CPG brands that are under pressure to prove their bets on retail media are worth it will demand a few offerings from networks in 2024. Those include programmatic marketplaces in line with what Kroger and Walmart are developing, along with greater scale into channels like offsite and in-store media. Demands for programmatic know-how will continue to benefit a burgeoning intermediary ecosystem that includes The Trade Desk, Criteo and Pubmatic.
The shock to the system that the death of the cookie will provide could also make retail media more expensive. On-site inventory is reaching a tipping point, pushing more publishers to focus on offsite formats, which might drive up the price of ID-based ad targeting overall.
“The supply hasn’t caught up enough to enable [retail media networks] to continue scaling in the open web as they’ve been scaling over the past few years, on-site primarily,” said Patrick Gut, vice president of U.S. at Adlook. “As that’s tapering off, we’re going to see not as much growth.”
Will social commerce (finally) have its moment?
As the digital takeover continues, social media is expected to be one of the fastest-growing segments in 2024. Google’s removal of third-party cookies is helping marketers reevaluate the channel’s data-driven potential, said Jimmy George, strategy director at Mischief @ No Fixed Address, including in the revitalized area of social commerce.
“I think Threads has a great opportunity to displace X.”
Co-founder and CEO, Movers+Shakers
Retail social commerce sales in the U.S. are expected to total $82.82 billion in 2024, a 23.5% year-over-year gain, per Insider Intelligence. Much of the recent buzz in the space has focused on the U.S. launch of TikTok Shop. Already the preferred app among teens, TikTok could set a new category standard, anticipates Evan Horowitz, co-founder and CEO at Movers+Shakers.
“TikTok will pass Instagram at making that [purchasing] funnel even shorter,” said Horowitz.
The creator economy is also on the upswing, with 44% of advertisers expected to increase their investment this year. Social commerce is expected to fuel creator spending, according to Cristina Lawrence, executive vice president of consumer and content experience at Razorfish, who added that creators will become “armed with commerce sophistication.”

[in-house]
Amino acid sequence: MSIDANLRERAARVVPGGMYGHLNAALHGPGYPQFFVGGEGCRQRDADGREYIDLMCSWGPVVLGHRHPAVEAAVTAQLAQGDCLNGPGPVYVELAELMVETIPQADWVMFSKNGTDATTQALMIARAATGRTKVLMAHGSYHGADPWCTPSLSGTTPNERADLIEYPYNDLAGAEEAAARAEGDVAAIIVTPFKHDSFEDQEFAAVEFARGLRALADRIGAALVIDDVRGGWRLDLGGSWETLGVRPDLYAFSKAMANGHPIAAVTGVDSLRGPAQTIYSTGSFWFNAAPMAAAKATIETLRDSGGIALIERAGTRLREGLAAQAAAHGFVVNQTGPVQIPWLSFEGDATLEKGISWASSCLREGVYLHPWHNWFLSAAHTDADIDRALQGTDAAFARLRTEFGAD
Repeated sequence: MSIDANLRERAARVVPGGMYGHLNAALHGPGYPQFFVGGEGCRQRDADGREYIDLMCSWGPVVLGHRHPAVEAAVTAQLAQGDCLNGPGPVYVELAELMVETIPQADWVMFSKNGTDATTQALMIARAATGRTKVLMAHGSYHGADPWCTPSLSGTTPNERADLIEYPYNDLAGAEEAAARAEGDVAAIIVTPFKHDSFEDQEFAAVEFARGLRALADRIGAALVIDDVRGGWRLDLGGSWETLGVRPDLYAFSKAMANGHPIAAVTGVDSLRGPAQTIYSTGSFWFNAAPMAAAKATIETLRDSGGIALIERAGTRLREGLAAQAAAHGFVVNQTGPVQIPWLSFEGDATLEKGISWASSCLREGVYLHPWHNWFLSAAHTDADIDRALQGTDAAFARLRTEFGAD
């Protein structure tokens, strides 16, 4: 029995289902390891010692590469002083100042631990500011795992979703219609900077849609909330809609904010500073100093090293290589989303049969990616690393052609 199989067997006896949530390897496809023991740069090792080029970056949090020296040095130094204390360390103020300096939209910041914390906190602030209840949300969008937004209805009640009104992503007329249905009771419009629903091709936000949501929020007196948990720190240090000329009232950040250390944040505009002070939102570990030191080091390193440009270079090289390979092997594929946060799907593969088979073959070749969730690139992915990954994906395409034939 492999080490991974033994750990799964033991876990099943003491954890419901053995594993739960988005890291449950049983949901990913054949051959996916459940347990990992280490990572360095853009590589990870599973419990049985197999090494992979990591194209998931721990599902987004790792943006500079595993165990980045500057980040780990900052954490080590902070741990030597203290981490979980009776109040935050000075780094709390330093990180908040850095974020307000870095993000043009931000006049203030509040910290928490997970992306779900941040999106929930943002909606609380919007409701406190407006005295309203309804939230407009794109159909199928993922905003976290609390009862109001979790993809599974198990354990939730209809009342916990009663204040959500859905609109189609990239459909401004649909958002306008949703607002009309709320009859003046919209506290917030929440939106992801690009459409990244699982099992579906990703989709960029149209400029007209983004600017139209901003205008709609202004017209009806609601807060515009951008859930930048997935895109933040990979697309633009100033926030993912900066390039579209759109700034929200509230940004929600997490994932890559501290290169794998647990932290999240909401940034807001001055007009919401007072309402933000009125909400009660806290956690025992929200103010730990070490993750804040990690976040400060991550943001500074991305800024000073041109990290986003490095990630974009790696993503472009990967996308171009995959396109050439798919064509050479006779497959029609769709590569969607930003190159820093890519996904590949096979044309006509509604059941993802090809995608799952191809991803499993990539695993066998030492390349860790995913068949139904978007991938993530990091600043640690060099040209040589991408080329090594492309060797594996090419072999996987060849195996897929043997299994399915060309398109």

Horowitz expects long-form content to bounce back this year to some degree, though TikTok will continue to lead short-form’s charge. The exec also anticipates stronger interest in Threads, especially as Elon Musk’s X continues to struggle to attract brands.
“I think Threads has a great opportunity to displace X,” Horowitz said.
Disruptor brands pose a stronger threat
Brands have been challenged to stay nimble and look beyond traditional media tactics or risk falling to the wayside. Demands for agility are particularly high among younger generations, who lack conventional brand affinity but are gaining in spending power. Accordingly, disruptor brands, often lauded for their ability to move swiftly, have taken the spotlight and are expected to become an even greater threat to legacy marketers in 2024, according to Jason Mitchell, CEO of Movement Strategy.
“Disruptor brands can move more quickly and take more risks to capture attention… That will only continue.”
CEO, Movement Strategy
“Disruptor brands can move more quickly and take more risks to capture attention, and with that, steal market share away from established brands. That will only continue,” Mitchell said in emailed comments.
The exec anticipates that legacy marketers this year will adopt more of a disruptor mentality, recently seen in viral successes from companies McDonald’s and Heinz. TikTok has been fundamental in supporting disruptors’ growth, though it has also supported the resurgence of older players like Stanley.
“TikTok has just collapsed the funnel like it’s never happened before and created this more level playing field for disruptive brands to come in and build an audience really quickly,” said Movers+Shakers’ Horowitz.
Meanwhile, newer brands like Celsius and Skims have taken a page from legacy playbooks by inking deals with sports entities like the MLS and NBA, respectively. Those types of deals will continue in 2024, according to Mitchell. More broadly, during an advertising period still showing signs of recovery from financial strain, disruptors aren’t expected to lose their risk-taking appetites, said Mischief @ No Fixed Address’ George.
“In the case of disruptors it’s about breadth, and in the case of legacy brands, it’s fewer, bigger, better is where they tend to make decisions,” said George.
Ad-supported streaming leaders emerge